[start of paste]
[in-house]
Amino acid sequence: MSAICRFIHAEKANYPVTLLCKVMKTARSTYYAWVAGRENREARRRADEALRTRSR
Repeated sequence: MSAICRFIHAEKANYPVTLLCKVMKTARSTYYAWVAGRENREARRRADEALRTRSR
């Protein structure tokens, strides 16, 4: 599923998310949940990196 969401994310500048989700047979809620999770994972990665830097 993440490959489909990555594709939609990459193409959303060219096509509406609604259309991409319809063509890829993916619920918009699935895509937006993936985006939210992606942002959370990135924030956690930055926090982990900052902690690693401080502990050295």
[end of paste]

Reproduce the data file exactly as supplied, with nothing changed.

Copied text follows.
[in-house]
Amino acid sequence: MSAICRFIHAEKANYPVTLLCKVMKTARSTYYAWVAGRENREARRRADEALRTRSR
Repeated sequence: MSAICRFIHAEKANYPVTLLCKVMKTARSTYYAWVAGRENREARRRADEALRTRSR
């Protein structure tokens, strides 16, 4: 599923998310949940990196 969401994310500048989700047979809620999770994972990665830097 993440490959489909990555594709939609990459193409959303060219096509509406609604259309991409319809063509890829993916619920918009699935895509937006993936985006939210992606942002959370990135924030956690930055926090982990900052902690690693401080502990050295």